“But I guess what I’m trying to say is that the world is like a sleeping tiger and we tend to live our lives there on its back. (We’re much smaller than the tiger, obviously. We’re like Barbies and Kens on the back of a tiger.) And now and then that tiger wakes up. And that is terrifying. Sometimes it wakes up and someone we love dies. Or someone breaks our heart. Or there’s a pandemic. But this is far from the first time that tiger has come awake. He/she has been doing it since the beginning of time and will never stop doing it. And always there have been writers to observe it and (later) make some sort of sense of it, or at least bear witness to it. It’s good for the world for a writer to bear witness, and it’s good for the writer, too. Especially if she can bear witness with love and humor and, despite it all, some fondness for the world, just as it is manifesting, warts and all.”
Never in our lifetimes have we lived through a time like we are living through right now. That is, unless you were alive for the Spanish Flu epidemic. Since most of us weren’t, this is all new territory. But, just as Saunders points out, everything is always changing. “It’s only when we expect solidity—non-change—that we get taken by surprise. (And we always expect solidity, no matter how well we know better.)”
The best we can do right now is be open, be kind, and work together. Unfortunately, there is a significant (or, at least, vocal) portion of the population that wants to fight their fellow citizens rather than fight the virus. They don’t want to listen to science. They don’t want to follow rules. They don’t care about anyone other than themselves.
In an email to me (and about a million other people), Saunders addressed these people and their profound misunderstanding of the word “freedom.”
“There seems to exist an American personality type that has taken a childhood resistance to being told to eat his or her vegetables and grown it into a political position—the type of person who has a tendency to misunderstand “freedom” as “being allowed to do exactly what I want, perpetually, no matter the effect of this on other people.” That attitude is more correctly called “being a brat” or “perma-juvenilia.” We have to get things up and running, of course; that’s a healthy aspiration and a humane one. But to simply put aside science to do it, out of boredom, is only going to make things worse in the long run, and harder on the working-class people this thing is affecting the most.”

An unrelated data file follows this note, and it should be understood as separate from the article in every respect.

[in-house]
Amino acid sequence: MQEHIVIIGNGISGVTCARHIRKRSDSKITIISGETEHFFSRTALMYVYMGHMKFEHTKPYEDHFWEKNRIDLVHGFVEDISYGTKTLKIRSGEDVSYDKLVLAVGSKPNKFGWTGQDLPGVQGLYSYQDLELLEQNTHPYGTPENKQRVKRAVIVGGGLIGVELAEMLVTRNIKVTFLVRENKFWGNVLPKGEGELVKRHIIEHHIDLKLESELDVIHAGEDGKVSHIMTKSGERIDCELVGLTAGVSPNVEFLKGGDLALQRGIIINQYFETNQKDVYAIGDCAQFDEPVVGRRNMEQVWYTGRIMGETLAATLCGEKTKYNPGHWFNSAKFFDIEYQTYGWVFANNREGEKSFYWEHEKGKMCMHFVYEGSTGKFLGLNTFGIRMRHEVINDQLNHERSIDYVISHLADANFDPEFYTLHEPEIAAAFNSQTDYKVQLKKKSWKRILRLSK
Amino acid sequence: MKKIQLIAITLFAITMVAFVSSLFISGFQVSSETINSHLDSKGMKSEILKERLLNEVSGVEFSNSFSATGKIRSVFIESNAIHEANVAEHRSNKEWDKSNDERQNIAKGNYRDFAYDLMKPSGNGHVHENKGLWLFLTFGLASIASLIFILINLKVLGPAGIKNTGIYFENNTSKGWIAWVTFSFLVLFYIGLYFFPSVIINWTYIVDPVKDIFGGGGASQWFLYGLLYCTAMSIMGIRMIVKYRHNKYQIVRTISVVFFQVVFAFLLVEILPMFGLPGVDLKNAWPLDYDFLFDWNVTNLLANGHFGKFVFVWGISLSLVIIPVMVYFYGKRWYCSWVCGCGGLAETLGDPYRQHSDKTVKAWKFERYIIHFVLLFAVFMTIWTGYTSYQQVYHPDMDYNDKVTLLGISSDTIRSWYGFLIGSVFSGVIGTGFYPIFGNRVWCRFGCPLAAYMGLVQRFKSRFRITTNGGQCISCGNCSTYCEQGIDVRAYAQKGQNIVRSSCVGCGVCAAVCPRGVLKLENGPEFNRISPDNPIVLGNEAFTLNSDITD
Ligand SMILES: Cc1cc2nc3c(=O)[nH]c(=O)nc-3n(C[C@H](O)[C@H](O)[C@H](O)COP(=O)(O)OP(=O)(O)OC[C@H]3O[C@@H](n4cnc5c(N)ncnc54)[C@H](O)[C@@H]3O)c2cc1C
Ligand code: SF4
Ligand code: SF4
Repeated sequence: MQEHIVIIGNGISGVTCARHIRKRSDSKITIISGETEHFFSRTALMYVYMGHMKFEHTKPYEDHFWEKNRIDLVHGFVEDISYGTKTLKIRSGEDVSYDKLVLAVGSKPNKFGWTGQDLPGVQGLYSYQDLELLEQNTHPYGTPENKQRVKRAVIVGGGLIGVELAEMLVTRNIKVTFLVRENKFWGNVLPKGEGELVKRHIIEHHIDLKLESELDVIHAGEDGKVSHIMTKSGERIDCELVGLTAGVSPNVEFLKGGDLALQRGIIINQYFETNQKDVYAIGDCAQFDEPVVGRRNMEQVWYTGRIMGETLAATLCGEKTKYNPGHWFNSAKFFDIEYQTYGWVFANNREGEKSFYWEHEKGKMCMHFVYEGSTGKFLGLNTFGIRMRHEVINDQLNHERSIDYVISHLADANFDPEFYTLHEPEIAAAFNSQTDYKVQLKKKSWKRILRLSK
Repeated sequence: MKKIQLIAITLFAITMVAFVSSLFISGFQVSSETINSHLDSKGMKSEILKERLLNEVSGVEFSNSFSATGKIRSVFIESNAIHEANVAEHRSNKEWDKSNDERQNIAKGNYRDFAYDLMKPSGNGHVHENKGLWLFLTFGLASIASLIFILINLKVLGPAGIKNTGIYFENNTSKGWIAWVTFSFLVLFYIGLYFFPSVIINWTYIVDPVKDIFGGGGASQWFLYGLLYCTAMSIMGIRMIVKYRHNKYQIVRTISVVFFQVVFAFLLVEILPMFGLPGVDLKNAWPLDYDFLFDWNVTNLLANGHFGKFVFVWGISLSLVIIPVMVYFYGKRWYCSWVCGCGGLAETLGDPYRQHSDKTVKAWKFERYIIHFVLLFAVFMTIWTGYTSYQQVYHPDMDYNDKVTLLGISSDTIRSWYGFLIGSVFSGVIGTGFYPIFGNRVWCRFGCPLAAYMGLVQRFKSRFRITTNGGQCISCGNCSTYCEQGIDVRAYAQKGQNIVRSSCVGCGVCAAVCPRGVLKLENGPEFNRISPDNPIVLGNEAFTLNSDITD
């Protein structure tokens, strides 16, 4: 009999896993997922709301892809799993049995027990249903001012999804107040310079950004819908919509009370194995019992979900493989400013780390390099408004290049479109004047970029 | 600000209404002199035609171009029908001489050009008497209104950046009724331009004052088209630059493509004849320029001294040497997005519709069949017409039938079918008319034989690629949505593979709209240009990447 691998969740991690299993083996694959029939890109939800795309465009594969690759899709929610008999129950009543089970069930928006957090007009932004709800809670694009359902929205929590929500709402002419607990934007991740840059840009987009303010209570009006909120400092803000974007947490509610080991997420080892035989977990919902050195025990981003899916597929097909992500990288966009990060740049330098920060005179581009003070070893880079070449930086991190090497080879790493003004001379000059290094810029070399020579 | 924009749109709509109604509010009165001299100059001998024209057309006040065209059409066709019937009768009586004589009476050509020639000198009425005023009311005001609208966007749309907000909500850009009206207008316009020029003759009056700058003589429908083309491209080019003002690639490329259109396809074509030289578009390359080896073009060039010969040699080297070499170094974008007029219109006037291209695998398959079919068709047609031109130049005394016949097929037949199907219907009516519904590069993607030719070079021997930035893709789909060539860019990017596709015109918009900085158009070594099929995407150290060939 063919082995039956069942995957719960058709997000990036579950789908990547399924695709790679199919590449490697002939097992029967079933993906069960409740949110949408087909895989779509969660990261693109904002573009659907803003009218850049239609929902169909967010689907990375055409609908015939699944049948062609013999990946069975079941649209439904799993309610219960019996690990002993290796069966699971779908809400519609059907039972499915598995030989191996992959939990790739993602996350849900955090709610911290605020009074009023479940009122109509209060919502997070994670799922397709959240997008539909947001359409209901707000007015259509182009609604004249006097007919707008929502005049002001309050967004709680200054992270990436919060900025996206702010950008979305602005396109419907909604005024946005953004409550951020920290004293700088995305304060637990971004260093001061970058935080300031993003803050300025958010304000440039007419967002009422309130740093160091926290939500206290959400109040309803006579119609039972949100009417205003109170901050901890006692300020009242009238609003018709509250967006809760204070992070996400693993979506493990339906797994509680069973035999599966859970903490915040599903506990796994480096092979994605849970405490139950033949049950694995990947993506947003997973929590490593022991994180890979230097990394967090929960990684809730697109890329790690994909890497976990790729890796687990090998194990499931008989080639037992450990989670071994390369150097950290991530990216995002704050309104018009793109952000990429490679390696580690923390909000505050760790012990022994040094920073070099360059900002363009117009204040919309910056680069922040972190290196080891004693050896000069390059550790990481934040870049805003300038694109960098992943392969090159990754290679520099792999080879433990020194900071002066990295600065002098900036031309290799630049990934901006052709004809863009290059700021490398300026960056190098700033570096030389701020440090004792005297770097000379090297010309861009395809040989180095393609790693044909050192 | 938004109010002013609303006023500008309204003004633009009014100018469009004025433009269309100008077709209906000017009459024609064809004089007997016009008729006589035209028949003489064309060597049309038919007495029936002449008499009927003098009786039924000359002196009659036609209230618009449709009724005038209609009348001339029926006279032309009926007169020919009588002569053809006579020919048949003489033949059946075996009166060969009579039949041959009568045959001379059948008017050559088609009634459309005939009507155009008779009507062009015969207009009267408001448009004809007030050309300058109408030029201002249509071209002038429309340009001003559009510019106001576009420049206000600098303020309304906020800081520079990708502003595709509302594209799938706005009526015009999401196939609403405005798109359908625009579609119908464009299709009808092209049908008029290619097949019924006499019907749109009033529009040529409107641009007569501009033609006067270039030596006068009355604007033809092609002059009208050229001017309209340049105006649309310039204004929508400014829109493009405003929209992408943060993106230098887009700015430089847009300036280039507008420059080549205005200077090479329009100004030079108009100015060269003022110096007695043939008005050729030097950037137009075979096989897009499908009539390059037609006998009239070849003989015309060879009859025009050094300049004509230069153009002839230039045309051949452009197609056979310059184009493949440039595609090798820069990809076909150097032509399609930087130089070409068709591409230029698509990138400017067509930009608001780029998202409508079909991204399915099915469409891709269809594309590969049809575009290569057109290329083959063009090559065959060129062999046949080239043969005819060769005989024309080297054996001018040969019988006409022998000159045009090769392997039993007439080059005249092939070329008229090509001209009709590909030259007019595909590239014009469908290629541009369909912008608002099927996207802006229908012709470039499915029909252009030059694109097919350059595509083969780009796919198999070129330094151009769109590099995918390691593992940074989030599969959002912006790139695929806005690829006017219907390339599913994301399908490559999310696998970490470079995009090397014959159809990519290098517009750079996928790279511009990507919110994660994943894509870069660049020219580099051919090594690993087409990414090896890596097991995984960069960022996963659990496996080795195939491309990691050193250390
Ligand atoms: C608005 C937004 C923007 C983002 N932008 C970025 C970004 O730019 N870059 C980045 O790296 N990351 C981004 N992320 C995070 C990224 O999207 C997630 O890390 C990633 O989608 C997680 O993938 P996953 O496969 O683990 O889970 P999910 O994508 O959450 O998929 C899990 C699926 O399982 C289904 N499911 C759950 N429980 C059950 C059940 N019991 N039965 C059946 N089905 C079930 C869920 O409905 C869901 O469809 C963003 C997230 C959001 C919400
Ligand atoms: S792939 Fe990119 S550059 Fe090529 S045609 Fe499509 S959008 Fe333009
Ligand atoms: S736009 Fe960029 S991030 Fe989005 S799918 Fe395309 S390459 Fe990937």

Saunders then goes on to offer a metaphor that, although not perfect, captures the insanity of the people calling for an instant return to normality.
“Imagine a day at the beach. There’s a shark in the water. You say to me, “We’d better stay out of the water.” I agree. We stay out. The shark keeps circling. Then you start to get bored. Suddenly you start making justifications for going in (“It’s so hot! We came here to swim! It’s not right, to have a beach and have nobody swimming!”)
“With the difference, of course, that in real-life, that “shark” is contagious. So I guess the analogy would be: You go in, get eaten, turn into a shark, come out of the water (perhaps asymptomatically, i.e., no bite marks) then eat me and a few other people nearby. (Here my metaphor admittedly gets a little wobbly . . . ) But at least you are still “enjoying your sacred freedom.” And to top off a perfect day at the beach, you open the picnic basket and refuse to eat any and all vegetables in there. Victory! The Founders would be so proud.”
As I write this, the world is celebrating the 75th anniversary of VE Day, the day the Allies defeated the Nazis. My father was in Paris when Germany surrendered. He and the soldiers in his unit had spent the previous month liberating the Buchenwald and Dachau concentration camps, witnessing more horror in a month than anyone should witness in ten lifetimes. I can only imagine the joy and relief he and his fellow soldiers must have felt after six years of war (nearly four for U.S. troops). Their perseverance and dedication won the war and saved the world.
Now, imagine if, after a few months of fighting, they decided to give up. What if they had decided the war was no fun, they were bored, they wanted to go shopping, so they just walked away? Where would we be now, 75 years later? We’d be screwed, that’s where we’d be. And we’d be speaking German.
In his email, Saunders commented on the generation that fought World War II.
“What we admire about the Greatest Generation is the fact that people made very real personal sacrifices, responding to coherent leadership, to fight a very real evil. We can find coherent leadership in the medical professionals and local government officials. Let’s hope we can find the discipline to see this thing through like grown-ups.”
He also imagined what it would have been like if our founding fathers had acted like some are acting today.
“I know we committed to fighting the British and all, General Washington, but these pants are so tight. And just so you know? I am fighting for freedom, by taking these pants off, then going home. My freedom. Because that’s what I want to do! Don’t tread on me!”
Stay home! Stay safe! Be adults! Keep your pants on!